On Fox News Sunday, Romney adviser Ed Gillespie tried to address the conundrum. “There are other reforms as well. As you know Governor Romney supports increasing over time bringing the Medicare eligibility age in line with the Social Security retirement age.”
But raising the Medicare eligibility age is a benefit cut, and implementing the increase before 2016 would violate Romney’s pledge to leave the program unchanged for people between ages 55 and 65.
Avik Roy, an outside health care adviser to the Romney campaign, admits that committing to billions of dollars in higher Medicare spending in the near-term will make it difficult for Romney to achieve its separate goal of reducing overall federal spending to modern lows. But he notes that Romney could make up the difference elsewhere in the budget or, by “mak[ing] other changes to the Medicare program, such as increased means-testing, that don’t alter the program’s basic structure.”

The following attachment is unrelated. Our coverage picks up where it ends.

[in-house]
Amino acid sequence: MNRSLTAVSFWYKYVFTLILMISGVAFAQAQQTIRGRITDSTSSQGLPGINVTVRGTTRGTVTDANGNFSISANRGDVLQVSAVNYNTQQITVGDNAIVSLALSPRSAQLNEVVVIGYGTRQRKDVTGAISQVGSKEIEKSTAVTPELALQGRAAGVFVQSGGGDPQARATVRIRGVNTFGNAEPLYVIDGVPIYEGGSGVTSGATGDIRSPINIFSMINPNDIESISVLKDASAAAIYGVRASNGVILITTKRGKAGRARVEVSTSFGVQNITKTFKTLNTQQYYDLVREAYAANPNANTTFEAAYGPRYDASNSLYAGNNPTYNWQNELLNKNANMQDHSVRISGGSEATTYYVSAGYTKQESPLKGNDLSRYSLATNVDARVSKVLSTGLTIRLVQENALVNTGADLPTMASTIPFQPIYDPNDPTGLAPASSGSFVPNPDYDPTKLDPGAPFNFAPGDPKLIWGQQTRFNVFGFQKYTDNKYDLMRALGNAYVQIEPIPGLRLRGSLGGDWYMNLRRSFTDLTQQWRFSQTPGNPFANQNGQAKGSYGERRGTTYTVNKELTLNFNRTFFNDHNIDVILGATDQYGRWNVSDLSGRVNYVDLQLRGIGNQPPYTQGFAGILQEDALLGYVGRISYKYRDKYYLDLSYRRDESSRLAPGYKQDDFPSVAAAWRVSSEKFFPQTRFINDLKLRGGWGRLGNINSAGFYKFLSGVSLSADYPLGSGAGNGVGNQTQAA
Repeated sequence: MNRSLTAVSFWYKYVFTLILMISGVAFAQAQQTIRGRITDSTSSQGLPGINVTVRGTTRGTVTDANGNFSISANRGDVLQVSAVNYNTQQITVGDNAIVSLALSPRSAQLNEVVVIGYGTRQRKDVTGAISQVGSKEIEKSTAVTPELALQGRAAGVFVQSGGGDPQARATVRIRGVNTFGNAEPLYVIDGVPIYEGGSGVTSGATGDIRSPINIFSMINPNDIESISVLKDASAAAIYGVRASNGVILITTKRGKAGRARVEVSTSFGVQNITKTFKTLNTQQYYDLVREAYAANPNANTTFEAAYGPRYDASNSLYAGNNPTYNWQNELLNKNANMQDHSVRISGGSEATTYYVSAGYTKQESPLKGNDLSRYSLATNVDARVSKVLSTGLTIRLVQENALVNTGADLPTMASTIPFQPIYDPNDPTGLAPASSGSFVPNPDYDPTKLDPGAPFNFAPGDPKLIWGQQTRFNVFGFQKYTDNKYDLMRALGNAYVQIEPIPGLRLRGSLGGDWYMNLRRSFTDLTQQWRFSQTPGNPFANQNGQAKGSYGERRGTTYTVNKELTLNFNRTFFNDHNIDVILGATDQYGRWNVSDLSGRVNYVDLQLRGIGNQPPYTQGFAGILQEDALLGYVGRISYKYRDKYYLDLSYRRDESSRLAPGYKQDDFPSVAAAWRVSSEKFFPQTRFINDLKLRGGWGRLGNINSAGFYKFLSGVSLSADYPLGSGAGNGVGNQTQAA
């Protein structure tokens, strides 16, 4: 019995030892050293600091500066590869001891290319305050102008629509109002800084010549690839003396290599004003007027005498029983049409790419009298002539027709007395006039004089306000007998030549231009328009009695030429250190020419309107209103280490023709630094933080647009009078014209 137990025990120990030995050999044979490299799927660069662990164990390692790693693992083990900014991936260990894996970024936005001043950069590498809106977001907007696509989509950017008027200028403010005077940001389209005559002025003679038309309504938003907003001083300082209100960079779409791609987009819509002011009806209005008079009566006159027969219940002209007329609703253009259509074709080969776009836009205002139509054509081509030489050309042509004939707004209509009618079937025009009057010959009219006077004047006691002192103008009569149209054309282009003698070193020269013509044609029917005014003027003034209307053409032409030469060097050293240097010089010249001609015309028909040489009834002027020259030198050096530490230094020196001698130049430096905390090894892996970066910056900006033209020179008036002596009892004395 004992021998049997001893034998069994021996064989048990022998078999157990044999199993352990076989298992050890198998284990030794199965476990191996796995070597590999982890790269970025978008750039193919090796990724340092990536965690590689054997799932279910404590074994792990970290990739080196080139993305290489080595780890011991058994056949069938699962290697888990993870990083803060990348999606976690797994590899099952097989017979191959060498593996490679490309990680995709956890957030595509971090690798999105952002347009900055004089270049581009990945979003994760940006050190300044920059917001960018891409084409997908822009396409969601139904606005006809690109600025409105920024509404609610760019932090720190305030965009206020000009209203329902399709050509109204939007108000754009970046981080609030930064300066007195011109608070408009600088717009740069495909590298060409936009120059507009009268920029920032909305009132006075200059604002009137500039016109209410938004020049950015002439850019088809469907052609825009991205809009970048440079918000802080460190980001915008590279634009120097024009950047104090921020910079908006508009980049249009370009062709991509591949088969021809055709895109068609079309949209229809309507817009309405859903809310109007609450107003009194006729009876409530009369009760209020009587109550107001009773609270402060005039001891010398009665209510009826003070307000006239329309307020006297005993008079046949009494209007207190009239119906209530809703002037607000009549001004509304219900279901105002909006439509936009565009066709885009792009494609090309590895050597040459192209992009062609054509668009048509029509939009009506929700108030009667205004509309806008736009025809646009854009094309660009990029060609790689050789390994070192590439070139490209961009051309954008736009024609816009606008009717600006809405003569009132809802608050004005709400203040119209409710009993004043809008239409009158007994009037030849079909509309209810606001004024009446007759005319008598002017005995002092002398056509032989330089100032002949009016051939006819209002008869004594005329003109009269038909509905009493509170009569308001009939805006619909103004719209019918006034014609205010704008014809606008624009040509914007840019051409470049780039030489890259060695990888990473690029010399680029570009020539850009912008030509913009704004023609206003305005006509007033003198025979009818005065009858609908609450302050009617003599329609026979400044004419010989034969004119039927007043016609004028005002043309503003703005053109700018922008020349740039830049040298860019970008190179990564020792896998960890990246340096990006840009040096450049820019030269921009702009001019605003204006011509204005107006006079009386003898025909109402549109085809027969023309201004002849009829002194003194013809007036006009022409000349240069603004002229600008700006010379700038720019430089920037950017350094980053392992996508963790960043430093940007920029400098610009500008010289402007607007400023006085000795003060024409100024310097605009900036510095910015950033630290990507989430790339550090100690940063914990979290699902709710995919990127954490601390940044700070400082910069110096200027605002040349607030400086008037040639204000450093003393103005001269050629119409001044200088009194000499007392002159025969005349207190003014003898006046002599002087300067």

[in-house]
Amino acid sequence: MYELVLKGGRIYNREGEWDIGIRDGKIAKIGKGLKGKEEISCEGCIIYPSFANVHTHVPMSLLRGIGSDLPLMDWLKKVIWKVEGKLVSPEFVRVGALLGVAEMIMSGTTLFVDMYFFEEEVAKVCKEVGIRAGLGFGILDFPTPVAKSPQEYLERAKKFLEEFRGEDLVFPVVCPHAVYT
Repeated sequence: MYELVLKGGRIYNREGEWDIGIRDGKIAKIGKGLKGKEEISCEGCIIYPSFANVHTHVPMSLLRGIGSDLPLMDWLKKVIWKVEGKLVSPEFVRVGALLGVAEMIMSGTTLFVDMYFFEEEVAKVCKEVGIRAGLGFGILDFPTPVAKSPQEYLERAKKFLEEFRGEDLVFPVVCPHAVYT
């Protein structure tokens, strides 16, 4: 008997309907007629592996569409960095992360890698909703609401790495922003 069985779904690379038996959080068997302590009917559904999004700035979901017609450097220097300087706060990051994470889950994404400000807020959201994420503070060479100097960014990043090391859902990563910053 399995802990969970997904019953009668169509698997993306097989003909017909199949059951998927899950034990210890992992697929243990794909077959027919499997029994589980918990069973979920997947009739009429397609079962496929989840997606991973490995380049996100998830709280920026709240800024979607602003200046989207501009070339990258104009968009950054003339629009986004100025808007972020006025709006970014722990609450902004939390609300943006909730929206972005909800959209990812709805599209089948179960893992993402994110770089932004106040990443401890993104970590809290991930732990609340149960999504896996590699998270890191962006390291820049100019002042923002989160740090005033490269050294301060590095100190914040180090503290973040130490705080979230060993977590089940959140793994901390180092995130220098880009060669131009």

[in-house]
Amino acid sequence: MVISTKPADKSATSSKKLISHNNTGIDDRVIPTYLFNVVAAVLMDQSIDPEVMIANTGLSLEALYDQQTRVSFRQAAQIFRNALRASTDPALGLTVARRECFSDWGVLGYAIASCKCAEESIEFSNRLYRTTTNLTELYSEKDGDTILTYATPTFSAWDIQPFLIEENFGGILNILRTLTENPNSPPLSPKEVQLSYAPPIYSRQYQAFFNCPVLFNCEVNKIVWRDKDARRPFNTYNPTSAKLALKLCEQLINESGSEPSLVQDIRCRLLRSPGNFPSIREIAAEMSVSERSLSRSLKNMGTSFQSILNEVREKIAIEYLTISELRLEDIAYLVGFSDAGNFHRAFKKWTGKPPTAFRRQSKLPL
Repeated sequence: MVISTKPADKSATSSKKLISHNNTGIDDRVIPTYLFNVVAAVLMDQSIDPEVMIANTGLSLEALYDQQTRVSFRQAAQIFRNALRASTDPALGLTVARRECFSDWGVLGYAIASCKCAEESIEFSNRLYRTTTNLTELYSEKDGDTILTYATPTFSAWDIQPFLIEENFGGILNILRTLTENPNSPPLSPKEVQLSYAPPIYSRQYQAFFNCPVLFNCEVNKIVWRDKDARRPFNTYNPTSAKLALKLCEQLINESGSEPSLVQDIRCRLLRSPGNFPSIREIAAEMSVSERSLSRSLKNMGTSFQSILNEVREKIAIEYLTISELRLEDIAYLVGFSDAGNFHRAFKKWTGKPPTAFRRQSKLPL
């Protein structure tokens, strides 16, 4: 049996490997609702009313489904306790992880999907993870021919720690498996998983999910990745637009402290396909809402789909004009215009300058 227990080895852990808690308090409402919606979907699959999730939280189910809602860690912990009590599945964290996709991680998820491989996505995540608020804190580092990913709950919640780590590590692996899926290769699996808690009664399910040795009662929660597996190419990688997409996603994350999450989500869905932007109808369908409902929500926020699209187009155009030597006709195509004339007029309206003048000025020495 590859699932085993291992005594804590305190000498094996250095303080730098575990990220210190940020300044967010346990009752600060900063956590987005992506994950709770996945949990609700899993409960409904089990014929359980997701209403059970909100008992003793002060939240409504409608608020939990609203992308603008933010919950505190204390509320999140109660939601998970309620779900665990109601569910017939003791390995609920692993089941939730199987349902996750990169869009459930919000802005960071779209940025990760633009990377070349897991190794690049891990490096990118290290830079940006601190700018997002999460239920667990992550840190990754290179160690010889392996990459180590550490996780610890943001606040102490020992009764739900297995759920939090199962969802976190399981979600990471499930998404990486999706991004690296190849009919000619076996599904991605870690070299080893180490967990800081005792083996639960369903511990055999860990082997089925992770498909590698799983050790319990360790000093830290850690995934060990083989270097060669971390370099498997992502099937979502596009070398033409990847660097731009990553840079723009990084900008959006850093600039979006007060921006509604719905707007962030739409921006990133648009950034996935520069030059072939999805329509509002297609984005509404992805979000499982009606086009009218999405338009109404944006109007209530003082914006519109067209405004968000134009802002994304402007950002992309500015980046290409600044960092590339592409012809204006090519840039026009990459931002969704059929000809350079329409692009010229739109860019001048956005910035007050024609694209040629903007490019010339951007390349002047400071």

Further means-testing of Medicare would amount to a benefit cut to current seniors.
These admissions rest on top of the fact that by repealing the Affordable Care Act, Romney would wipe out new Medicare benefits included in the law. Repeal would result in higher payments to doctors and hospitals, and the restoration of overpayments to insurers participating in Medicare advantage. But for beneficiaries, it would re-open the Medicare prescription drug donut hole and eliminate coverage for preventive services and annual checkups that the ACA created.